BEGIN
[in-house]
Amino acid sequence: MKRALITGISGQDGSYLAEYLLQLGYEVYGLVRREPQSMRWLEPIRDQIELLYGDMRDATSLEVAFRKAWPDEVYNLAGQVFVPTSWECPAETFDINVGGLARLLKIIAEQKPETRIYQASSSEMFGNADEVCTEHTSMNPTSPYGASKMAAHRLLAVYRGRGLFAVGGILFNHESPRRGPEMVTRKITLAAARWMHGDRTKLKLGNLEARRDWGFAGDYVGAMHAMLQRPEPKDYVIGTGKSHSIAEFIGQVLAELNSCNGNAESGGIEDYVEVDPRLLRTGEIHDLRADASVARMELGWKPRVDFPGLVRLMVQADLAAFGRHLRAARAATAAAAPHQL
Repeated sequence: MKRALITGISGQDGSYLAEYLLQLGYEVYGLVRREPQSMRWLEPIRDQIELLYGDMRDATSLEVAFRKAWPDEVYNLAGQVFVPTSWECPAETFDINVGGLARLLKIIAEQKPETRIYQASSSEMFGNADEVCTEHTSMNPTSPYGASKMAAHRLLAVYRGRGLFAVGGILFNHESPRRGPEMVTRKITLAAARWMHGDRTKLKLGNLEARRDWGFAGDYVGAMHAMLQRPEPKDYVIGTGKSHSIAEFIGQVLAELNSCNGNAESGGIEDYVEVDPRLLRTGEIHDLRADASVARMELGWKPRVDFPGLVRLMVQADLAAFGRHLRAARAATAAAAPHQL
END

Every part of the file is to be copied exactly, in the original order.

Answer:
[in-house]
Amino acid sequence: MKRALITGISGQDGSYLAEYLLQLGYEVYGLVRREPQSMRWLEPIRDQIELLYGDMRDATSLEVAFRKAWPDEVYNLAGQVFVPTSWECPAETFDINVGGLARLLKIIAEQKPETRIYQASSSEMFGNADEVCTEHTSMNPTSPYGASKMAAHRLLAVYRGRGLFAVGGILFNHESPRRGPEMVTRKITLAAARWMHGDRTKLKLGNLEARRDWGFAGDYVGAMHAMLQRPEPKDYVIGTGKSHSIAEFIGQVLAELNSCNGNAESGGIEDYVEVDPRLLRTGEIHDLRADASVARMELGWKPRVDFPGLVRLMVQADLAAFGRHLRAARAATAAAAPHQL
Repeated sequence: MKRALITGISGQDGSYLAEYLLQLGYEVYGLVRREPQSMRWLEPIRDQIELLYGDMRDATSLEVAFRKAWPDEVYNLAGQVFVPTSWECPAETFDINVGGLARLLKIIAEQKPETRIYQASSSEMFGNADEVCTEHTSMNPTSPYGASKMAAHRLLAVYRGRGLFAVGGILFNHESPRRGPEMVTRKITLAAARWMHGDRTKLKLGNLEARRDWGFAGDYVGAMHAMLQRPEPKDYVIGTGKSHSIAEFIGQVLAELNSCNGNAESGGIEDYVEVDPRLLRTGEIHDLRADASVARMELGWKPRVDFPGLVRLMVQADLAAFGRHLRAARAATAAAAPHQL